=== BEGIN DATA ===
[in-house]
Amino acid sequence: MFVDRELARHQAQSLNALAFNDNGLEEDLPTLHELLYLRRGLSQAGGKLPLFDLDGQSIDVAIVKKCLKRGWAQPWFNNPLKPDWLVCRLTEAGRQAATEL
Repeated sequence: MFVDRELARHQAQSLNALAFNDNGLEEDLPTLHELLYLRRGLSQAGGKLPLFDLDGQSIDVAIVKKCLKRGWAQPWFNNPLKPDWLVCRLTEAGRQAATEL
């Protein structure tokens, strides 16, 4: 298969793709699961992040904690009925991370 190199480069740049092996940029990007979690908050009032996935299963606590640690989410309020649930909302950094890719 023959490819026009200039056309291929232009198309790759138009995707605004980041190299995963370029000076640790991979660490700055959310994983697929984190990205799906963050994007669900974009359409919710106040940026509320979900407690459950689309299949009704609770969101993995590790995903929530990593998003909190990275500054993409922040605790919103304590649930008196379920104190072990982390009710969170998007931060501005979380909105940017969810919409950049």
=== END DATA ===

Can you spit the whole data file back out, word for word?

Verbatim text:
[in-house]
Amino acid sequence: MFVDRELARHQAQSLNALAFNDNGLEEDLPTLHELLYLRRGLSQAGGKLPLFDLDGQSIDVAIVKKCLKRGWAQPWFNNPLKPDWLVCRLTEAGRQAATEL
Repeated sequence: MFVDRELARHQAQSLNALAFNDNGLEEDLPTLHELLYLRRGLSQAGGKLPLFDLDGQSIDVAIVKKCLKRGWAQPWFNNPLKPDWLVCRLTEAGRQAATEL
């Protein structure tokens, strides 16, 4: 298969793709699961992040904690009925991370 190199480069740049092996940029990007979690908050009032996935299963606590640690989410309020649930909302950094890719 023959490819026009200039056309291929232009198309790759138009995707605004980041190299995963370029000076640790991979660490700055959310994983697929984190990205799906963050994007669900974009359409919710106040940026509320979900407690459950689309299949009704609770969101993995590790995903929530990593998003909190990275500054993409922040605790919103304590649930008196379920104190072990982390009710969170998007931060501005979380909105940017969810919409950049």